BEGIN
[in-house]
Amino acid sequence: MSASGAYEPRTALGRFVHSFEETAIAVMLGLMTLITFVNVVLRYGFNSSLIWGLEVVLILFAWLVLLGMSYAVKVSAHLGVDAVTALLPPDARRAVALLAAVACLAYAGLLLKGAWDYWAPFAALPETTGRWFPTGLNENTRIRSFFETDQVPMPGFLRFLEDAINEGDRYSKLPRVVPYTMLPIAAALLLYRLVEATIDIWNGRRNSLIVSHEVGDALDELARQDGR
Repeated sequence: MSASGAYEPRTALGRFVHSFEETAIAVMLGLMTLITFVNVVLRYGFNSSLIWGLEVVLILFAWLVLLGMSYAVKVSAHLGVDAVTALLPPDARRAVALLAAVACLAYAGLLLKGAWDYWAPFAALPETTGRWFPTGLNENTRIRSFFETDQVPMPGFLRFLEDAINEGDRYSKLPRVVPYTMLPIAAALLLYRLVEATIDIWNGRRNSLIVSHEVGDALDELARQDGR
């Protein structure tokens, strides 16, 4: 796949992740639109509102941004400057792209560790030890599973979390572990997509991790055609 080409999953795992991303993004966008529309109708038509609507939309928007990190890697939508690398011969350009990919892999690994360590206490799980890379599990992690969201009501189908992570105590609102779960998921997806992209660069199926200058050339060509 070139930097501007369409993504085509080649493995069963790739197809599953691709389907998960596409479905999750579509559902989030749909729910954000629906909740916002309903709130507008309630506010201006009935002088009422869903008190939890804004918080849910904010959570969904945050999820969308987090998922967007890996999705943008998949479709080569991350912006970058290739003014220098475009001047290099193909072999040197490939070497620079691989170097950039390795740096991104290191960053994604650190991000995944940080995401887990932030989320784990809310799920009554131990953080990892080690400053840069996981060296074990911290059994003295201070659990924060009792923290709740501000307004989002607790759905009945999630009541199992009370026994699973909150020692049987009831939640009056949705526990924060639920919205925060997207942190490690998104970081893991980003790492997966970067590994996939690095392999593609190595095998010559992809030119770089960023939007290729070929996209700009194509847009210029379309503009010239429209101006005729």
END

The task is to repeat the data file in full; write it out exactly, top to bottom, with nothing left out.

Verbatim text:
[in-house]
Amino acid sequence: MSASGAYEPRTALGRFVHSFEETAIAVMLGLMTLITFVNVVLRYGFNSSLIWGLEVVLILFAWLVLLGMSYAVKVSAHLGVDAVTALLPPDARRAVALLAAVACLAYAGLLLKGAWDYWAPFAALPETTGRWFPTGLNENTRIRSFFETDQVPMPGFLRFLEDAINEGDRYSKLPRVVPYTMLPIAAALLLYRLVEATIDIWNGRRNSLIVSHEVGDALDELARQDGR
Repeated sequence: MSASGAYEPRTALGRFVHSFEETAIAVMLGLMTLITFVNVVLRYGFNSSLIWGLEVVLILFAWLVLLGMSYAVKVSAHLGVDAVTALLPPDARRAVALLAAVACLAYAGLLLKGAWDYWAPFAALPETTGRWFPTGLNENTRIRSFFETDQVPMPGFLRFLEDAINEGDRYSKLPRVVPYTMLPIAAALLLYRLVEATIDIWNGRRNSLIVSHEVGDALDELARQDGR
């Protein structure tokens, strides 16, 4: 796949992740639109509102941004400057792209560790030890599973979390572990997509991790055609 080409999953795992991303993004966008529309109708038509609507939309928007990190890697939508690398011969350009990919892999690994360590206490799980890379599990992690969201009501189908992570105590609102779960998921997806992209660069199926200058050339060509 070139930097501007369409993504085509080649493995069963790739197809599953691709389907998960596409479905999750579509559902989030749909729910954000629906909740916002309903709130507008309630506010201006009935002088009422869903008190939890804004918080849910904010959570969904945050999820969308987090998922967007890996999705943008998949479709080569991350912006970058290739003014220098475009001047290099193909072999040197490939070497620079691989170097950039390795740096991104290191960053994604650190991000995944940080995401887990932030989320784990809310799920009554131990953080990892080690400053840069996981060296074990911290059994003295201070659990924060009792923290709740501000307004989002607790759905009945999630009541199992009370026994699973909150020692049987009831939640009056949705526990924060639920919205925060997207942190490690998104970081893991980003790492997966970067590994996939690095392999593609190595095998010559992809030119770089960023939007290729070929996209700009194509847009210029379309503009010239429209101006005729």